Mental health threatened as COVID-19 pushes Australia to the brink of crisis, experts say

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Growing up, Australian singer-songwriter Georgia Sallybanks – known by her stage name Odette – always felt she was “different.”

“It was difficult for me to make friends,” she said.

“I had been exhibiting a lot of really disturbing behavior, outbursts, [and]not really understanding how to regulate emotions. I just knew. I sensed something was wrong.”

At 14, she saw her first psychologist, but it wasn’t until nearly a decade later that she was diagnosed with borderline personality disorder.

That diagnosis ushered in a particularly difficult time for the now 23-year-old, who sought help last year from a telephone support service run by the charity SANE Australia.

“To be honest, [if]an organization like this had existed when I was a teenager, things would have been very different for me.”

For Sydney-based singer, the service has been able to fill a gap in Australia’s network of support for the mentally ill. Now, thanks to SANE, she also has a new therapist, a solid mental health plan and a set of strategies to help her through the more difficult times.

This is working so well that she will soon be embarking on a national music tour.

Odette, a singer-songwriter, against a solid blue background.
The strategies offered by SANE helped Odette through the more difficult times. (Included)
SANE’s lifeline – the service that helped her turn her life around – is now in jeopardy.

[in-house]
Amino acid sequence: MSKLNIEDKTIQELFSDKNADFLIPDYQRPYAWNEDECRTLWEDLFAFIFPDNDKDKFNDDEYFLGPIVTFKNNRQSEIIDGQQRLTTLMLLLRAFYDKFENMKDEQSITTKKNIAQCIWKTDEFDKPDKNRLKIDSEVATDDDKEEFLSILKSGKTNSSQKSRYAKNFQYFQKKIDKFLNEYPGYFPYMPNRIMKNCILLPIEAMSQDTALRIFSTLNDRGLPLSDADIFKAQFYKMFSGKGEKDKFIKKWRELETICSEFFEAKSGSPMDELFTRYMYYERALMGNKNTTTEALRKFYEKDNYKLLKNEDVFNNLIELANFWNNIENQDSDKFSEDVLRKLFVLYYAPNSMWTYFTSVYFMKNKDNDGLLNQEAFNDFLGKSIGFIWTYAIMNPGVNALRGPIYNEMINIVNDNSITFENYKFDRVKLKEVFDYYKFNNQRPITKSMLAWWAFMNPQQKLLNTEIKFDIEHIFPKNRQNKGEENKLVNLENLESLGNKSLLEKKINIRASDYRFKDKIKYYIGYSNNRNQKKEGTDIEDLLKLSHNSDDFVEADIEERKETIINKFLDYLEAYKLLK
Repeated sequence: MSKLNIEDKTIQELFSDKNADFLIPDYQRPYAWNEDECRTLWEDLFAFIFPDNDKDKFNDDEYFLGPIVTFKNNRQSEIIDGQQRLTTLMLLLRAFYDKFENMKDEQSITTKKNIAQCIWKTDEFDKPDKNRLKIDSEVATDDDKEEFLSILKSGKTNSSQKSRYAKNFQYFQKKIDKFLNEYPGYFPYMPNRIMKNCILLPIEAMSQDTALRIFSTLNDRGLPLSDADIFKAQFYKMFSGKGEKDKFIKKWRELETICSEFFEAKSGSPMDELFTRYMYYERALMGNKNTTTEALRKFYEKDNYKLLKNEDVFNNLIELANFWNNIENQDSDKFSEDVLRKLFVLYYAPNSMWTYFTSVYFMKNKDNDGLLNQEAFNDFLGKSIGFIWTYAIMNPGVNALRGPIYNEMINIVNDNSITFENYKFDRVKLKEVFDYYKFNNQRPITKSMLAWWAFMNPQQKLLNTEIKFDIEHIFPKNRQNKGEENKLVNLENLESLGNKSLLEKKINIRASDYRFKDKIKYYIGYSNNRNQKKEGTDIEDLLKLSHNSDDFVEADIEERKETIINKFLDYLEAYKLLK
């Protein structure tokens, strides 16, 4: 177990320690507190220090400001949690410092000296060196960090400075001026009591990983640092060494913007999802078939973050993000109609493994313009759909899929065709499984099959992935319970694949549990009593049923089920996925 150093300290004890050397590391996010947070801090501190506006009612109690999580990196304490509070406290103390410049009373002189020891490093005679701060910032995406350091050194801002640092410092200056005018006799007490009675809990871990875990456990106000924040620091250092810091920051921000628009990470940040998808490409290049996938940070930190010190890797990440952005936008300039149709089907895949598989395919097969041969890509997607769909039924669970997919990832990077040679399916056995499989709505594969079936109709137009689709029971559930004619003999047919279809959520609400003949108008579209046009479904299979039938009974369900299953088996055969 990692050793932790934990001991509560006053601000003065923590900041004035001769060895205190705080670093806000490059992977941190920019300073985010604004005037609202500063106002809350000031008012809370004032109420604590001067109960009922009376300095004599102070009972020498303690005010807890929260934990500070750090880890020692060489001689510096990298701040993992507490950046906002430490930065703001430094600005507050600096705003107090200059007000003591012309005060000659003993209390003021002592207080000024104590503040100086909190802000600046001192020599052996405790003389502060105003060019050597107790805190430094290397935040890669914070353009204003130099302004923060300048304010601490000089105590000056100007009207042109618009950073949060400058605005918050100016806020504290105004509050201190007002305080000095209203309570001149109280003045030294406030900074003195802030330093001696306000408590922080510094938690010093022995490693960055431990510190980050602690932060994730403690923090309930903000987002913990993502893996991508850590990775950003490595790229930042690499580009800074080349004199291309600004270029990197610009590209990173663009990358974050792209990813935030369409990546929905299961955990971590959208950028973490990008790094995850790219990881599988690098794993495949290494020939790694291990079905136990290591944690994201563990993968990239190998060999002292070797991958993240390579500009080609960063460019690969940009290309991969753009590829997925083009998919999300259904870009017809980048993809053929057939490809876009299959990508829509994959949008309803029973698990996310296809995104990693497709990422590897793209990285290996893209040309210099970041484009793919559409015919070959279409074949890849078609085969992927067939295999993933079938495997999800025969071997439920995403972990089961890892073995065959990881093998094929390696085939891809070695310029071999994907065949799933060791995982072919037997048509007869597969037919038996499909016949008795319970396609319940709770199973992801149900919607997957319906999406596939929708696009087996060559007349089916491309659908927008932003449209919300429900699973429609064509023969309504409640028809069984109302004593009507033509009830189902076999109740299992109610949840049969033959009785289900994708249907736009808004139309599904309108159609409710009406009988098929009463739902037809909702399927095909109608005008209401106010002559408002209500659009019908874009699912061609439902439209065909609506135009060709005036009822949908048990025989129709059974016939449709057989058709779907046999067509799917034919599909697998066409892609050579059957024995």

The executive director of SANE Australia, Rachel Green, said the telephone counseling service, which relies on philanthropic donations, will be phased out next month.

“We’re in a difficult situation here,” she said.

“We’re facing a funding crisis as to whether we can keep these phone lines open.

Unlike other mental health services, SANE provides peer and professional counseling support and works with the person’s primary care physician to help people with complex mental health issues recover.

“For many people, their primary care physician is the cornerstone of their support,” she said.

“In the pilot program we ran, we worked with people’s treating physicians to help them manage transitions from one service to another, and that’s something we want to expand.”

Dov Degen, a general practitioner and nephrologist (kidney specialist), is in a unique position to assess the state of Australia’s metal health services.

Dr. Degen lives with bipolar disorder.

Dov Degen
Dr. Degen spent a month in an acute psychiatric unit. He said he had virtually no community care.(Supplied)
“Speaking from a physician’s perspective, it’s really difficult for patients to access hospitals,” Dr. Degen said.

He described the situation in Australia as a “crisis.”

“There are very limited beds, and you have to be extremely mentally ill to even get admission to psychiatry. So most patients are discharged into the community, and the follow-up in the community is very poor.”

He previously spent a month in an acute psychiatric unit and had virtually no follow-up care in the community after his discharge – which he described as a potentially dangerous situation.

He said services like SANE are critical.

“Having more readily available resources that are free and easily accessible [like SANE]will be an absolute game changer for all those patients who fall through the cracks.”

The ‘missing out’ middle
SANE targets the group known as the “missing middle” of the mentally ill: the people who aren’t sick enough to be hospitalized for psychiatric treatment, but who need more support than a few visits to a psychologist or psychiatrist.

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